“For several yars she has tried in vain to adapt to his point of view, to her mother-in-law’s exacting standards and ‘to all the unintelligible ritual with which they barricaded themselves against the alarming business of living’” (99).
(I just thought this was a profoundly accurate description of how I perceive some people to be doing life. (I have been wrong in my interpretations of this though.))
“[T]he child’s demands drive the mother to insane perfection; the inconsiderate child underscores the radical neglect of her own life” (187).
(I don’t think it can be helped.)
“‘[H]is implanting himself inside me; unreasonably and totally destroying the me I was’” (206).
Walking: One Step at a Time by Erling Kagge
I found Walking: One Step at a Time by Erling Kagge on a list of pleasant books that help readers reconnect with nature. This was, indeed, a short and pleasant book. It lacks a plot and any overt organization, which, I have to admit bothered me a little. It bothered me in that I think it would have been improved by making overt organizational themes known throughout. The lack of (overt) organization could be considered a Scandinavian-style of prose writing, which has its benefits of course. I just thought this book was an exception. There are some great tidbits and great short narratives worth reading.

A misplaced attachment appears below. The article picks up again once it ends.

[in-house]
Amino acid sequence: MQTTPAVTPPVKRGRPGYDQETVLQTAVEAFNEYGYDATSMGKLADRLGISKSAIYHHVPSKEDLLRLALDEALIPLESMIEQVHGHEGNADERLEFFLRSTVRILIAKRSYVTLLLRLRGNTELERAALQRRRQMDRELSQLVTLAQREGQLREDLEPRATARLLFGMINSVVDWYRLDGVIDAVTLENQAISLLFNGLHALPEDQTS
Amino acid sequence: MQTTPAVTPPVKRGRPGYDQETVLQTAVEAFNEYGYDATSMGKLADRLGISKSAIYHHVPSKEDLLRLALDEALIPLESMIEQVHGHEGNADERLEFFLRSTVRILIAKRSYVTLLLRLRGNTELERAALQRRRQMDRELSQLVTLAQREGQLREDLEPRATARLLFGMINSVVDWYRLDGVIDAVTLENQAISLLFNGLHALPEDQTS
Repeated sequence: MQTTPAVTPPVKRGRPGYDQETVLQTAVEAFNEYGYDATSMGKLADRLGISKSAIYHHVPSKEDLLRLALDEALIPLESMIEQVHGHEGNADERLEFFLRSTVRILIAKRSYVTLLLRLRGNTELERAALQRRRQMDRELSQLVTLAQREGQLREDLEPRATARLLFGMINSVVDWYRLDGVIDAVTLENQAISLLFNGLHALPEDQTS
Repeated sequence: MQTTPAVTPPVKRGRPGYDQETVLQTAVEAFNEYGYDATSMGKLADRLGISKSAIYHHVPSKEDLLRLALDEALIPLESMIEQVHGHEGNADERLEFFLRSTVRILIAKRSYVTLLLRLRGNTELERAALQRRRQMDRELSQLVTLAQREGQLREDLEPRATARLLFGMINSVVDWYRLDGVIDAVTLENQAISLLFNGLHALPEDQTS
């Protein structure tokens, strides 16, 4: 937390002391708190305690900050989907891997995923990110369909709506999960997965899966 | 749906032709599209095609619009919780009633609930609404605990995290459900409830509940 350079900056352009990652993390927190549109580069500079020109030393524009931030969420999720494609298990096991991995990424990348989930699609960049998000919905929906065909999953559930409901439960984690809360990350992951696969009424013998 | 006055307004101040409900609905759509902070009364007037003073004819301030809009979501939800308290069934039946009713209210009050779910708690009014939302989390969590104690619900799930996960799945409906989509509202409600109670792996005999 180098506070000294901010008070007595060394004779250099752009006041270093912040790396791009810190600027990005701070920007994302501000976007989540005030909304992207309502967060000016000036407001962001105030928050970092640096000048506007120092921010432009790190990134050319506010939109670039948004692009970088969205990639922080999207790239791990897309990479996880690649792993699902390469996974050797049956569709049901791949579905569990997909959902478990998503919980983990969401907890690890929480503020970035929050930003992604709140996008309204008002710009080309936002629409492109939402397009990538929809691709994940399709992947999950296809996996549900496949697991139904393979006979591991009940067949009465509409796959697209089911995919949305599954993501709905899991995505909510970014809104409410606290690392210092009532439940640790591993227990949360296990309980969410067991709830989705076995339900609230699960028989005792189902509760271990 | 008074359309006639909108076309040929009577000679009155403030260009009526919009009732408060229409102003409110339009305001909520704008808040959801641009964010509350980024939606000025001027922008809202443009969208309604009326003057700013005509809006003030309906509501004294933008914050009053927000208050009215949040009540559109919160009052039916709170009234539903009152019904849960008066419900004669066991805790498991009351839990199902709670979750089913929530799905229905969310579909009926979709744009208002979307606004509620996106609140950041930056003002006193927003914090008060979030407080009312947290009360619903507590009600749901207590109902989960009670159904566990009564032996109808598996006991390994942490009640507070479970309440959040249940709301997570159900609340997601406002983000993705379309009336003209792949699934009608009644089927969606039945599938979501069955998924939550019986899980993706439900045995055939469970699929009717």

Journey to the Center of the Earth by Jules Verne
This summer the boys and I read an abridged version of Journey to the Center of the Earth by Jules Verne, written in 1864. I have to admit that this story was quite entertaining!
L is interested in the concept of Earth (as well as outer space), so I think he was interested in it because it was about the earth. A was not deeply interested, but did pick up on the fact that there was hot lava (!), which is a game we love to play.
I was interested in which aspects of the story were intentionally fantastical and which aspects were a result of changing beliefs and scientific information. What they thought about Earth 150+ years ago was dramatically different from what we now believe and understand.